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Taiwan packs an outsized punch


Philip F. Zeidman

Author’s note: Because my colleague Tao Xu has been intensively engaged in franchise matters in Taiwan in recent days, I have asked him to utilize this space to give Franchise Times readers a glimpse into that interesting market. Here’s his view, direct from Taipei:

As the highway leading from the Taoyuan International Airport makes  its way into Taipei, the subject of conversation with my cab driver naturally turns to the state of the local economy (a universal topic among cab drivers everywhere), and the recently held summit in Singapore between President Lian of the Republic of China and President Qi of the People’s Republic of China. “We want the mainlanders’ money,” he said, “ but we don’t want to be too dependent on them. This is as much about politics as about economics.”

The same could have been said when McDonald’s opened its first restaurant in east Taipei in 1984. After more than a decade of rapid economic growth, Taiwan was ready to open its doors and lift its restrictions on foreign investment in the restaurant sector.

In picking McDonald’s to be the first foreign brand approved to enter the Taiwan market, the ROC government was undoubtedly also sending a political message—foreign brands, especially U.S. brands, were welcome in Taiwan. Many consider 1984 to be “Year 1” in Taiwan’s QSR sector.

In the 31 years since then, franchising in Taiwan has recorded impressive achievements. Whether counting the number of franchise systems (more than 2,500) or the number of franchised units (more than 150,000), Taiwan ranks among the most franchised markets in the world.

This achievement is even more extraordinary considering that Taiwan’s geographic size is smaller than that of Malaysia, and its population can’t quite rival the number of residents in the city of Shanghai alone.

Taiwan’s outsize influence in franchising is also reflected in the dominance among franchise companies in mainland China of Taiwan-born managers.  That’s also true of Hong Kong and, to a lesser extent, Southeast Asia. The best known example is perhaps Sam Su, the successful Yum Brands China executive: Born in Taiwan, he built KFC into the biggest foreign restaurant chain in China.

It’s also worth noting that, as is evident when you take a stroll on a Taipei street, far from being dominated by foreign brands, indigenous and traditional restaurant brands are thriving in Taiwan as well. The competition that was brought by McDonald’s and a slew of other foreign brands actually seemed to have spurred the development of local competitors. Of the top 10 quick-service restaurant brands in Taiwan in 2014, only McDonald’s (No. 2), KFC (No. 6) and Mr. Donut (No. 9) originated overseas.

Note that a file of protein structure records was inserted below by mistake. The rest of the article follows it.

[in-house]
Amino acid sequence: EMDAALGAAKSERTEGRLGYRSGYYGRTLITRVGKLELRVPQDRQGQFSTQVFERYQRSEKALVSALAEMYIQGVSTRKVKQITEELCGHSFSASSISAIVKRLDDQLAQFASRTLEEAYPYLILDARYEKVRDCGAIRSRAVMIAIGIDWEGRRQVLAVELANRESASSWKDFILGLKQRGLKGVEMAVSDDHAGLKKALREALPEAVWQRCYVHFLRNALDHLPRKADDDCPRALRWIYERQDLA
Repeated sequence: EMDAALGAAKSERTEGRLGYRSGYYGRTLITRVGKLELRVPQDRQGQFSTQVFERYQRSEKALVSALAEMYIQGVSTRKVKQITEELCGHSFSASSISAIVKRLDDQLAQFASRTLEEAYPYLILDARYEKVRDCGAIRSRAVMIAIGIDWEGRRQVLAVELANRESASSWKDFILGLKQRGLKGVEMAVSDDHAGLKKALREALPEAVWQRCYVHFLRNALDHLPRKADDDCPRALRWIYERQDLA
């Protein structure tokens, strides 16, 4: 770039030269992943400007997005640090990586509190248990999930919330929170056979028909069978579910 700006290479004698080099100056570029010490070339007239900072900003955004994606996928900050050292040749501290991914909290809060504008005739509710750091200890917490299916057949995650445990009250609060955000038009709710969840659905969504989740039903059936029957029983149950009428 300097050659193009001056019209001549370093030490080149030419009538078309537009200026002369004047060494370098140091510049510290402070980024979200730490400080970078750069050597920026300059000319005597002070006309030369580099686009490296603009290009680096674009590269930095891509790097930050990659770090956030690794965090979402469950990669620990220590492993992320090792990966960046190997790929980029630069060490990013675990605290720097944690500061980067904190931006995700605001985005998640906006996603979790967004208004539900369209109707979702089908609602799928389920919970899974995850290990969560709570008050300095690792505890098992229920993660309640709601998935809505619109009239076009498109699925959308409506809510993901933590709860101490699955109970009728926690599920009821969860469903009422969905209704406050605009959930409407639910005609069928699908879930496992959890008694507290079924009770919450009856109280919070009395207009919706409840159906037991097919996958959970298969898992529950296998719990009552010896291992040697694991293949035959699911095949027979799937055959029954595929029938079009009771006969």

Another sign that the franchising market in Taiwan is maturing can be seen in the step taken by the regulator, Taiwan’s Fair Trade Commission. When it amended its franchise regulation in 2015, which has been in place since 1999, no major changes were made. The regulation kept its focus on pre-sale disclosure obligations, instead of veering into relationship and other issues that have attracted the regulators elsewhere.  

One notable example is that, in addressing the issue of financial performance representations, instead of mandating the disclosure of such information like what a few other jurisdictions have not in recent regulations, the Taiwanese regulators wisely adopted the position of making that disclosure optional, but mandating the disclosure of the underlying methodology and historical data if the franchisor does choose to make this disclosure.  

Overall, by adopting these evolutionary improvements to the disclosure regime, the regulators in Taiwan affirmed that the regulatory framework works well in Taiwan, and they would be devoting their time and resources to enforcing the existing form of regulation.  

Compared to the stratospheric growth of the franchising business model in mainland China, Taiwan’s growth in recent years has not been as impressive (and what could be?).  It probably never will, given its small size. But it is a well-developed economy, full of entrepreneurs, with a stable and sensible regulatory regime.  

Perhaps the time has come for those foreign brands that are not on the island yet to wake up and take a fresh look at this attractive market.

  — Tao Xu

Philip Zeidman is a senior partner in the Washington, D.C., office of DLA Piper and an expert in international franchise law. Reach him at philip.zeidman@dlapiper.com. Tao Xu is a partner at DLA Piper in Reston, Virginia, devoting his practice to franchising and distribution matters, especially international franchising. Reach him at 703.773.4181; tao.xu@dlapiper.com.

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